A new bill proposed in California by State Assemblyman Ian Calderon could be catastrawphic for plastic-straw manufacturers if passed. People are buzzing about a motion that would make straws available only upon request. As the law stands, any server who brings customers a straw without their asking could face six months’ jail time and/or up to $1,000 in fines.
Since the bill was initially introduced in mid-January, there’s been a considerable amount of backlash. Another California politician, Travis Allen, was so miffed by the proposal that he invited his Facebook followers to flood Calderon’s office with new and used straws to convey their disagreement. Calderon, who is a Democrat, has been vocal in the days following the bill’s introduction, claiming that many have misunderstood its original intent. So what exactly is going on with California’s proposed straw ban?
As it turns out, the intense language currently built into the law is only temporary. Calderon assures that when the proposal was initially sent to the state legislative rules committee, the fines and jail time were automatically tacked on because of health and safety-code regulations. He took to Twitter to clarify:
I’d like to clarify that #AB1884 (Straws Upon Request) is (a) NOT a ban; (b) should it become law, it will NOT make it a crime for servers to provide plastic straws. My intention is simply to raise awareness about the detrimental effects of plastic straws on our environment.— MajLeaderCalderon (@IanAD57) January 26, 2018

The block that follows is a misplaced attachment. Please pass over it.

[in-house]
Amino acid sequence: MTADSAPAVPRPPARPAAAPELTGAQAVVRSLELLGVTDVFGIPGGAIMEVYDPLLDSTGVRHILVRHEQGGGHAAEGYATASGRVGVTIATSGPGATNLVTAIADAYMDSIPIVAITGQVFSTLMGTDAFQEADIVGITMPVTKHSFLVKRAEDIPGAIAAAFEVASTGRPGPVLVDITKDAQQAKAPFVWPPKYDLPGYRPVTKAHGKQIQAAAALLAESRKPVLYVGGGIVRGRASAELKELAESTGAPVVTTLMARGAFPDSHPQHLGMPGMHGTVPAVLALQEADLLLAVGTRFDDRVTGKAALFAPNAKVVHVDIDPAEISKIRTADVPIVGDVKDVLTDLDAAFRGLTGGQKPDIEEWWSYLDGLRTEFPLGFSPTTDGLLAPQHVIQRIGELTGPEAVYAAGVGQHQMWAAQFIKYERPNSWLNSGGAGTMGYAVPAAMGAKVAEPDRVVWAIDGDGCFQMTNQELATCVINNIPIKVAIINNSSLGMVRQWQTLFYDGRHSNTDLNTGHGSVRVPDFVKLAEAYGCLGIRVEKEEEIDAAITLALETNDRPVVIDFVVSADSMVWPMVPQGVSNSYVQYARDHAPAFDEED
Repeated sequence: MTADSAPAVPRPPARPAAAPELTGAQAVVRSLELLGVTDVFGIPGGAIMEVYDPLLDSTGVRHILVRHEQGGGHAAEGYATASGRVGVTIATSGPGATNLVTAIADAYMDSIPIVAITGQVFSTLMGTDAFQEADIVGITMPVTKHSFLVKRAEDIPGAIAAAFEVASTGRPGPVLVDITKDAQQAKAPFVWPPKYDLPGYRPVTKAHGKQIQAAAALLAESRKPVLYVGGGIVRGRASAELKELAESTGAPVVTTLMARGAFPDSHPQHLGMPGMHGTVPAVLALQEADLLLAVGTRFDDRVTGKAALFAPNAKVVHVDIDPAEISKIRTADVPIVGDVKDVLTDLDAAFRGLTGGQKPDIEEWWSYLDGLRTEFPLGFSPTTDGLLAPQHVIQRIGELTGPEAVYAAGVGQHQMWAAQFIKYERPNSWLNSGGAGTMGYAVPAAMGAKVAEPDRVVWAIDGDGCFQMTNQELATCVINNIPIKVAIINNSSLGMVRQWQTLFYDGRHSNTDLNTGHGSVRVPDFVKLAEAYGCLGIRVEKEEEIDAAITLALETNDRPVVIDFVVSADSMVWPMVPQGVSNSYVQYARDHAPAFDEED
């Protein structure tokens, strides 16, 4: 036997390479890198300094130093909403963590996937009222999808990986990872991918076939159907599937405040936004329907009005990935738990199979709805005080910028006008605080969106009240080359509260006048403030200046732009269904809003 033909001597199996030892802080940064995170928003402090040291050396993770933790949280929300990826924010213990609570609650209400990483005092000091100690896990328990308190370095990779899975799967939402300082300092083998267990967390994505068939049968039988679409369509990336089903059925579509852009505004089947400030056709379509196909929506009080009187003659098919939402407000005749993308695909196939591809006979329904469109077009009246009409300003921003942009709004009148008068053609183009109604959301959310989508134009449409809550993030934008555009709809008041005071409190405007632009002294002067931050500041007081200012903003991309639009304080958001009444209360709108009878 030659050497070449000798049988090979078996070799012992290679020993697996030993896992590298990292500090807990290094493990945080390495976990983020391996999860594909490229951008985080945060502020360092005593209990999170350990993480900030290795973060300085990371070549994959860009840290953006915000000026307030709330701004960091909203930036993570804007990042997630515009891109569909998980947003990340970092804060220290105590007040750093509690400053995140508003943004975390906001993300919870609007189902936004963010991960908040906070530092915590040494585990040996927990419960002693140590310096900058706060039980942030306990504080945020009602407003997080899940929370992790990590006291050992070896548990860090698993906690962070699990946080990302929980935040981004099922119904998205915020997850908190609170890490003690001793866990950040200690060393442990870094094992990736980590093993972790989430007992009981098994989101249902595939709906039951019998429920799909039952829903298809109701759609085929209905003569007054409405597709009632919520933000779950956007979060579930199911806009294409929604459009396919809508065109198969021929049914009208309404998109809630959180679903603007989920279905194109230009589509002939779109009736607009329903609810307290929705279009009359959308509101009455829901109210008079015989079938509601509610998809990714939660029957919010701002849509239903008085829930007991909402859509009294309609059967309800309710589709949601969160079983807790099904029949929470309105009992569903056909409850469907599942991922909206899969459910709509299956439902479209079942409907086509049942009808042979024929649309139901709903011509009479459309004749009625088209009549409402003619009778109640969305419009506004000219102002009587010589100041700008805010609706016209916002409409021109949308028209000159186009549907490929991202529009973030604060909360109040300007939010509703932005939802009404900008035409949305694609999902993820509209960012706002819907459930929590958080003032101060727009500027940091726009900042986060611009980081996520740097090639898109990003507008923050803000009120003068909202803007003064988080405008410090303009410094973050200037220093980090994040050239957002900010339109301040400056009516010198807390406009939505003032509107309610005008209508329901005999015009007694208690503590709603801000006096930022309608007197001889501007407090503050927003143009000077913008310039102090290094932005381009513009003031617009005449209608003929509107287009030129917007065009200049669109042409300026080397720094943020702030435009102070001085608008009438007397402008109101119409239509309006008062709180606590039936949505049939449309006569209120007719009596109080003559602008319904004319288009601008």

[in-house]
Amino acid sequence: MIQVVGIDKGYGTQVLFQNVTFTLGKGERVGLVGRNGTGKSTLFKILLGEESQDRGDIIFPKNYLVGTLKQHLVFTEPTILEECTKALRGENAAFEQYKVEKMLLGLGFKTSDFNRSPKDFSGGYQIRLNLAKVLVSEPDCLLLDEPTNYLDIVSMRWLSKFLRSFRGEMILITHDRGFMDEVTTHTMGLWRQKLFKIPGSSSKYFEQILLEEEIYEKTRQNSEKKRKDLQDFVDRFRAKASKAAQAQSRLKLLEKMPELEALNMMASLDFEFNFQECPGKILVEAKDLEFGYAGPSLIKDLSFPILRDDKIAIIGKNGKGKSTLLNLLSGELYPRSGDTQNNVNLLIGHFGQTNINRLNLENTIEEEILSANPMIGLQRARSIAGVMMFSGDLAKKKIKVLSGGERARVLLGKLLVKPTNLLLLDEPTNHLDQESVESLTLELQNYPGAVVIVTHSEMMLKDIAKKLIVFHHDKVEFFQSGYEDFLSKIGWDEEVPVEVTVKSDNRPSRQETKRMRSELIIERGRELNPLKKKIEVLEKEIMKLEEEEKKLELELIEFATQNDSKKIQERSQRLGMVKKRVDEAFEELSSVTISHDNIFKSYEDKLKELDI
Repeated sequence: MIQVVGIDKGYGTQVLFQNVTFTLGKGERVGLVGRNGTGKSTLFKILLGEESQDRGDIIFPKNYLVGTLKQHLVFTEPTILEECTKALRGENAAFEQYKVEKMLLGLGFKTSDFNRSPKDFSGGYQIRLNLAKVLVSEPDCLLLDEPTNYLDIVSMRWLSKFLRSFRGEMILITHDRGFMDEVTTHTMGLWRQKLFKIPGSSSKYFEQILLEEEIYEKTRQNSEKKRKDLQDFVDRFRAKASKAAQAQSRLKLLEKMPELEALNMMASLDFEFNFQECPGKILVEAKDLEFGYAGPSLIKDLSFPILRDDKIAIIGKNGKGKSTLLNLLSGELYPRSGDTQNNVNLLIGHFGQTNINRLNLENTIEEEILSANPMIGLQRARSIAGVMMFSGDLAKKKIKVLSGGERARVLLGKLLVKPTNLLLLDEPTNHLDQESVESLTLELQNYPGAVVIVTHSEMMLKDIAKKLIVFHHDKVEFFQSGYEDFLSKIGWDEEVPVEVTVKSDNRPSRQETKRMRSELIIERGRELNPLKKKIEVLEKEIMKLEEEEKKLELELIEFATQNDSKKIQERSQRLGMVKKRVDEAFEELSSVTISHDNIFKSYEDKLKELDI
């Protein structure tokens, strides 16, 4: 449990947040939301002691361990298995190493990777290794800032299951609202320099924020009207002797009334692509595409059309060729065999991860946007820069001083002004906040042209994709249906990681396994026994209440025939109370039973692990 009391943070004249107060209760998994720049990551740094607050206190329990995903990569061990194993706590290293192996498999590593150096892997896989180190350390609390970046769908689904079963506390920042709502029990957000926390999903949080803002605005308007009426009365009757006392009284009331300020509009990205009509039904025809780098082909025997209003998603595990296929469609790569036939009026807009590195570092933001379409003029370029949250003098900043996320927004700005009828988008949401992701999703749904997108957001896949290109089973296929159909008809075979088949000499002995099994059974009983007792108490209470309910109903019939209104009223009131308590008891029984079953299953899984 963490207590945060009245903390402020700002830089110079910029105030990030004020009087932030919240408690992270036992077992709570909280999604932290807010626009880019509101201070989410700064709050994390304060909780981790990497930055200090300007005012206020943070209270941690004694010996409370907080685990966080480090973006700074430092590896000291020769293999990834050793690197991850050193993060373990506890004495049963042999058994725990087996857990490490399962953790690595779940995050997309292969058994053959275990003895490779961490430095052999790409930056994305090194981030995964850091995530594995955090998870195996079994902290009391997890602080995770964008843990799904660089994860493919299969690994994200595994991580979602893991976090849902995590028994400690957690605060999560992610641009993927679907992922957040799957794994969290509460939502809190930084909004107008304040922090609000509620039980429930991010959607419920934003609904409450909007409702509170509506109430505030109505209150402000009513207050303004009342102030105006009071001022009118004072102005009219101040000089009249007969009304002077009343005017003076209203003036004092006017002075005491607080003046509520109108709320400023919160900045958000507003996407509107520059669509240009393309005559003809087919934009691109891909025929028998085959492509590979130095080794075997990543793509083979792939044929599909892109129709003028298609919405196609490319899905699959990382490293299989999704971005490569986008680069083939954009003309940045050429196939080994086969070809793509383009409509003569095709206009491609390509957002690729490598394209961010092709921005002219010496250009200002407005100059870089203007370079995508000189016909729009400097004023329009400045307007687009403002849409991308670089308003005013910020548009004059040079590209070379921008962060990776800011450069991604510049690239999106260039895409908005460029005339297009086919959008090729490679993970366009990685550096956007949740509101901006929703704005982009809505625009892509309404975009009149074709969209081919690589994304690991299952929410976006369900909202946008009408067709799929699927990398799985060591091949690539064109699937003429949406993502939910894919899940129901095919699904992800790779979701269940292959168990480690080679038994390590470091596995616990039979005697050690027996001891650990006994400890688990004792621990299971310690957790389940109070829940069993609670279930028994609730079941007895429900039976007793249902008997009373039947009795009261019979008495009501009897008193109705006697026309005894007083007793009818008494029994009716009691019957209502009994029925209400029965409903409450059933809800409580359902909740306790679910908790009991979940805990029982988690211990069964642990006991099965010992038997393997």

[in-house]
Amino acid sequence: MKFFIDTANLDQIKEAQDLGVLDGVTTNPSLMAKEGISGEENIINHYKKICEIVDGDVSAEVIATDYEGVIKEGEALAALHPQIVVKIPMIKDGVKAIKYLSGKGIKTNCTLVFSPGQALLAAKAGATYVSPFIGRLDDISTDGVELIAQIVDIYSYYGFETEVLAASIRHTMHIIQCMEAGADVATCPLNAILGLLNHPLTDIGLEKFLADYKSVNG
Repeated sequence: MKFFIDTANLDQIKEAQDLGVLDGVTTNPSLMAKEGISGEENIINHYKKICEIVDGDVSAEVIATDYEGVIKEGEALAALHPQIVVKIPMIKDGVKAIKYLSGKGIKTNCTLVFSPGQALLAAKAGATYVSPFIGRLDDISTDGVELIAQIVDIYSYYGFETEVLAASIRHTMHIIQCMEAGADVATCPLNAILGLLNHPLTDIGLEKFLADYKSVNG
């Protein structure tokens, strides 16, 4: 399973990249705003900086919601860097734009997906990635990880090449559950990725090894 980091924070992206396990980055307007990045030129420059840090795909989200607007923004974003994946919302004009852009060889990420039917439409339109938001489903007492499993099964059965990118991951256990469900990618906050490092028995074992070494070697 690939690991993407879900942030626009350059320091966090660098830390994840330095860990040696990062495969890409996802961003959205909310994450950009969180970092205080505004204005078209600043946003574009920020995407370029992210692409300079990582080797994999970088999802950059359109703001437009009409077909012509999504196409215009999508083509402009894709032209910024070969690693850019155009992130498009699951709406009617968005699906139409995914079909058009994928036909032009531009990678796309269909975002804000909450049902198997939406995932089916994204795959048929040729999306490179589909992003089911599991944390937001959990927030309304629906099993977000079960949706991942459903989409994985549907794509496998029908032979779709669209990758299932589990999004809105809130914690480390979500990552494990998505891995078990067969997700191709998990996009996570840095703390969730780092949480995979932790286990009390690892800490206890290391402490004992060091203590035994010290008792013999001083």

Calderon further clarified that the bill would not extend to include fast-food restaurants, cafés, or delis, nor would it apply to takeout orders. Instead, it’s meant to bring attention and awareness to an environmental issue. Straws are a massive source of pollution, and because they are not recyclable, they either end up in landfills or as litter. Between 1989 and 2014, cleanup crews along California’s coast recorded finding around 736,000 straws and stirrers.
Can the bill bring about the end of all this trash? First, it has to pass. Until then, follow Calderon as he attempts to change the way we sip.
What do you think of the bill? Let us know your thoughts in the comments.